Honors Thesis Spotlight: The Legislative Effectiveness Under Gender Quotas: Argentina Before and After Quota Implementation

Women continue to be under-represented in the legislative bodies of their governments. To combat this, some governments implement gender quotas to increase the number of women holding seats in their legislature. Gender quotas help achieve balanced representation by requiring a particular number or percentage of seats to be allocated to a specific group, such as women. More women must be elected into positions of power in governments; however, it is just as important that these women can wield their power as effectively as their male counterparts. Beyond getting elected, female legislators face several obstacles in passing legislation at the same rate as men. They may face challenges from other political elites, namely male, who attempt to diminish their capabilities through menial committee assignments, threats, or problematic quota design. At times, the motives for quota implementation are performative rather than a genuine attempt at equal representation in legislation. This research assesses the success of women under legislative gender quotas by examining the legislative effectiveness of male and female Members of Congress both before and after the implementation of the quota.

To make their assessment, the researcher analyzes the effectiveness of female legislators in the Argentine Chamber of Deputies and Senate before and after quota implementation. Gender quotas were formally implemented in Argentina in 1991, and the country is often studied in gender and politics. By law, Argentina requires a minimum of 30 percent of the candidates in all electoral districts to be women. Argentina implements robust enforcement mechanisms to ensure compliance with the quota laws. Party lists that fail to comply with quota laws are rejected by independent electoral authorities. Argentina’s firm gender quota makes it an appropriate country to analyze discrepancies in the effectiveness of female legislators who are elected under a quota system.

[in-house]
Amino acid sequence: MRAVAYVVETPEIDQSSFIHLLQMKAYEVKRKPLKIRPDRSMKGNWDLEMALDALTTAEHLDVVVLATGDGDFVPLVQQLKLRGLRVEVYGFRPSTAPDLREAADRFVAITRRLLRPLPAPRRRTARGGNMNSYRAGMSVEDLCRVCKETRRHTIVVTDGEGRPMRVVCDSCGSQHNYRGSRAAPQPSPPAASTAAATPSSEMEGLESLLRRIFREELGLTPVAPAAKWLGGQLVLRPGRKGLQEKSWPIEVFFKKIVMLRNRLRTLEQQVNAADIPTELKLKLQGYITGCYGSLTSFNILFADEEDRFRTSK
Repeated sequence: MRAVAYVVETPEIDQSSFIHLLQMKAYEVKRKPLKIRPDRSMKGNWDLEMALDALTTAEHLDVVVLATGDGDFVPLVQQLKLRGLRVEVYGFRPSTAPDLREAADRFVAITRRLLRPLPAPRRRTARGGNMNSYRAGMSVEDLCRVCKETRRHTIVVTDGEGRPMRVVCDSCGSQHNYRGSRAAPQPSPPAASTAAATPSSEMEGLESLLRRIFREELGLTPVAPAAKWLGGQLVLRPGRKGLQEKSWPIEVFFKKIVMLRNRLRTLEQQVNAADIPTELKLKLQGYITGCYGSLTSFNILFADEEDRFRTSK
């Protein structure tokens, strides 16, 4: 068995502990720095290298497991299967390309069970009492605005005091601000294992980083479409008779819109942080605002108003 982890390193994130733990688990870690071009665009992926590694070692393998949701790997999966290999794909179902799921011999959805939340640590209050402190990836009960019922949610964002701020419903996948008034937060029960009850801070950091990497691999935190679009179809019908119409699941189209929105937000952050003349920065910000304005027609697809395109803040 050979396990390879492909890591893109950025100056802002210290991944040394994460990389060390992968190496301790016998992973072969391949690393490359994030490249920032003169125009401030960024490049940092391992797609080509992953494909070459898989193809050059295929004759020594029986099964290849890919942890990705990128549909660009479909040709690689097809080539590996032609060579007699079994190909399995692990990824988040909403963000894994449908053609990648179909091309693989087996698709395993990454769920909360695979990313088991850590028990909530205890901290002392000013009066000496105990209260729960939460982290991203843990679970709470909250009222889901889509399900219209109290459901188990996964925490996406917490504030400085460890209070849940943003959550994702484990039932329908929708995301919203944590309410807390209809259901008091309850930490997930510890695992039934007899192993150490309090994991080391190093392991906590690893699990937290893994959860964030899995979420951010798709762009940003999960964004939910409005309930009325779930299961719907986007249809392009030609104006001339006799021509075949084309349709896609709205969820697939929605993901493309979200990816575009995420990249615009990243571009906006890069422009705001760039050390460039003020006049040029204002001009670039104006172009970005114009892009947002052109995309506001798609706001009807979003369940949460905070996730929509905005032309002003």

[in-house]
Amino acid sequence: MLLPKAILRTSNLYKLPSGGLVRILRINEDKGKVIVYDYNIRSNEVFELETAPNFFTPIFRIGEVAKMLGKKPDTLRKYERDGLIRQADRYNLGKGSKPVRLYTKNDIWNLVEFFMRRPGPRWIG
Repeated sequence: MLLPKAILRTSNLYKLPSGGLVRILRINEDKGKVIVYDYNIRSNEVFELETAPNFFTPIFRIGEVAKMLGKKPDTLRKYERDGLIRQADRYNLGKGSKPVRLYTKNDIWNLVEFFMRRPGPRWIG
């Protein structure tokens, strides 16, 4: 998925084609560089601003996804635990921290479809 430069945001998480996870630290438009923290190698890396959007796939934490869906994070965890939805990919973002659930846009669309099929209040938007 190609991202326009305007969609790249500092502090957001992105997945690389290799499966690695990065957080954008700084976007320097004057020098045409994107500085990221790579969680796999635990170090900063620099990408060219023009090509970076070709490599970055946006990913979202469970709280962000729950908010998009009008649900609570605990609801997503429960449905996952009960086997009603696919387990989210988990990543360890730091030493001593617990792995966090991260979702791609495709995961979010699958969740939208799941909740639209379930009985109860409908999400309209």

The author assesses legislative effectiveness by examining the number of women-sponsored bills that are rejected, the number of bills that pass only their house of origin, and the number of bills that pass both houses and become law both before and after quota implementation. These findings are further compared to the effectiveness of male legislators before and after quota implementation. To ensure a comprehensive analysis, the efficacy of female legislators is examined across all policy areas, rather than focusing on traditionally feminine policy areas alone.        

The researcher hypothesized that even under successful quota laws, women would be less effective legislators than male legislators due to discrimination and bias based on a review of previous literature. Somewhat surprisingly, the findings of this research suggest otherwise. This research indicates that both before and after quota implementation, female Members of Congress are equal to, and sometimes outperform, male Members of Congress in legislative effectiveness. As a more significant number of women began to populate the legislature, a slight increase in effectiveness is observed, though not a particularly dramatic one.

The findings contribute essential evidence to the viability of gender quotas in government. Ensuring the participation of women in democracy at all levels is critical for the accurate representation of women and their political preferences. Diversity in legislation allows the opinions and preferences of underrepresented groups to be more effectively heard. For instance, women’s issues can be better championed by other women with similar life experiences or preferences. Additionally, diverse legislatures garner greater legitimacy from more of their constituency. As more countries consider gender quotas to improve representation in government, Argentina may offer a model to other governments to implement and enforce successful gender quota laws. Further research expanding on these findings can be beneficial in ensuring women’s voices are heard in legislation.

Hannah Cake is a graduate of Florida State University with a degree in International Affairs and Political Science. This post was based on Hannah’s honors thesis, written by COSSPP Intern Dara Begley. You can learn more about Hannah here. You can learn more about this project here.

Source for featured image: https://www.pexels.com/photo/boy-and-girl-cutout-decals-1386336/

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